Yesterday, Assemblymember Patrick O’Donnell (D – Long Beach) introduced AB 169 and AB 170, both of which will help California address its growing need for qualified teachers.
AB 169 establishes the High Need Teacher Grant Program, which will award one-time grant funds of $20,000 to students in educator preparation programs if they commit to teach in a subject area especially impacted by the teacher shortage, such as math, science, bilingual, or special education.
AB 170 repeals an antiquated state law that prohibits college students from majoring in education. The move allows prospective teachers to further immerse themselves in the field of education and the art of good teaching. If enacted, students would be able to earn a degree in education and a teaching credential within 4 years.
“Well-trained teachers are essential to the fabric and success of our society,” said Assemblymember O’Donnell, a teacher and Chair of the Assembly Education Committee. “These bills will help attract and retain educators who empower students to pursue careers that move California forward.”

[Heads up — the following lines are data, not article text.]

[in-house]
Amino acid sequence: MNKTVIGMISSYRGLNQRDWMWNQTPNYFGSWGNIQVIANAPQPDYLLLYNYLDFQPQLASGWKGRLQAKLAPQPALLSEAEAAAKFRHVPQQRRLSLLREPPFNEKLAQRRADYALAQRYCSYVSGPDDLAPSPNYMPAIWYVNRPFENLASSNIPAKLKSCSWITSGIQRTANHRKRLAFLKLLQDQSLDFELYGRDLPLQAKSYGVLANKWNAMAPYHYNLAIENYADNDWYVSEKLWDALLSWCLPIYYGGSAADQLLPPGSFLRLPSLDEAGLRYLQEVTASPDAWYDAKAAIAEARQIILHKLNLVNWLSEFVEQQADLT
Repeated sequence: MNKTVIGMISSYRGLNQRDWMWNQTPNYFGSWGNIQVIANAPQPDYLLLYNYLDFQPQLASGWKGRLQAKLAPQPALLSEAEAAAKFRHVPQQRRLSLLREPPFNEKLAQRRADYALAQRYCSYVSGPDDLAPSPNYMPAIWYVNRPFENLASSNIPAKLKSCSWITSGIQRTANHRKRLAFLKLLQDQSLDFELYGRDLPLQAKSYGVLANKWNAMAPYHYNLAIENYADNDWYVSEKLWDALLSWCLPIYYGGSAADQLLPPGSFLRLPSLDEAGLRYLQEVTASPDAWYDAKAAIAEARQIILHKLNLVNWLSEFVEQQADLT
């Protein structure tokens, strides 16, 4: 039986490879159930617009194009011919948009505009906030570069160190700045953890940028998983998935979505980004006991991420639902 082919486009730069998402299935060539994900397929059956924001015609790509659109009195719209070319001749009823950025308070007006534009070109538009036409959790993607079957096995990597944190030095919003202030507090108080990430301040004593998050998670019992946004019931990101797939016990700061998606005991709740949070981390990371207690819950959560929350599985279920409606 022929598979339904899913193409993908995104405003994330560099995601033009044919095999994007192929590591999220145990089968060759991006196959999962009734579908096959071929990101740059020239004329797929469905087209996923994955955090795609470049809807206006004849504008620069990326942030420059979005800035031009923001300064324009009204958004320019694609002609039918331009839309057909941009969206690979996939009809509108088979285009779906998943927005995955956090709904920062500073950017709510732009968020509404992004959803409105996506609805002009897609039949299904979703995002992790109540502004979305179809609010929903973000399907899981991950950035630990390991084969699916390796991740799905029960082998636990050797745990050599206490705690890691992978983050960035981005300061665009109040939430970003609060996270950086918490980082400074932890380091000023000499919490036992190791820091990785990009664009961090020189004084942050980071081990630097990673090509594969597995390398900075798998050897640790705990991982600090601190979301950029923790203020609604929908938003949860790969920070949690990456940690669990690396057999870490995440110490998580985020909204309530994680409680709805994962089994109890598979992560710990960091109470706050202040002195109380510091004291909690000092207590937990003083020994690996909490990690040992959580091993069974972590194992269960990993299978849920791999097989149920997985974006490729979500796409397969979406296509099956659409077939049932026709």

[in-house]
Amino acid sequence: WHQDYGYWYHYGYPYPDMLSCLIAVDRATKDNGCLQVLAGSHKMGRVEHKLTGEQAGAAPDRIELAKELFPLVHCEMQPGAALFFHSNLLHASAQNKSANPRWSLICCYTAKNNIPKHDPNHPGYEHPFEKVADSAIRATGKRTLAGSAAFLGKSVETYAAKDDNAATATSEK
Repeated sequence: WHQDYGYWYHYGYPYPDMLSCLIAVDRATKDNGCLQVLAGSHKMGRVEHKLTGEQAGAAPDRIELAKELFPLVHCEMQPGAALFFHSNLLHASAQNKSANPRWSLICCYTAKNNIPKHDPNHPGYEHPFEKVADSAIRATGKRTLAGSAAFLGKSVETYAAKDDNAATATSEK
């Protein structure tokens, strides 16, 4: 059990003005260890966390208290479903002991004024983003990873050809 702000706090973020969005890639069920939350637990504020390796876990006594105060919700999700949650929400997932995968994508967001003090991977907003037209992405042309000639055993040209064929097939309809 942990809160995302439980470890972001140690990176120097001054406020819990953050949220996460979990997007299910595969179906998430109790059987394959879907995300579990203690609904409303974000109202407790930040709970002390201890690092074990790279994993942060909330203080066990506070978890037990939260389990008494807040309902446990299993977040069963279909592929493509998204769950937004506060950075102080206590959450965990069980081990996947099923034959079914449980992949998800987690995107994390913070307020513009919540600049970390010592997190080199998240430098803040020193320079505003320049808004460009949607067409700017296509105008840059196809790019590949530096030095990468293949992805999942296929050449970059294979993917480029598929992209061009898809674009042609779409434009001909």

School districts across California are experiencing a serious shortage of qualified teachers. Increased demand for K–12 teachers in California comes at a time when the supply of new teachers is at a 12-year low. Enrollment in educator preparation programs has dropped by more than 70% over the last decade, and has fallen below the number of estimated hires by school districts around the state.
By utilizing a financial incentive to recruit teachers in areas experiencing the greatest need and allowing universities to establish a dedicated major in education, California will be in a better position to get teachers into the classroom and maintain the highest standards of the profession.
The bills now await referral to their first policy committee.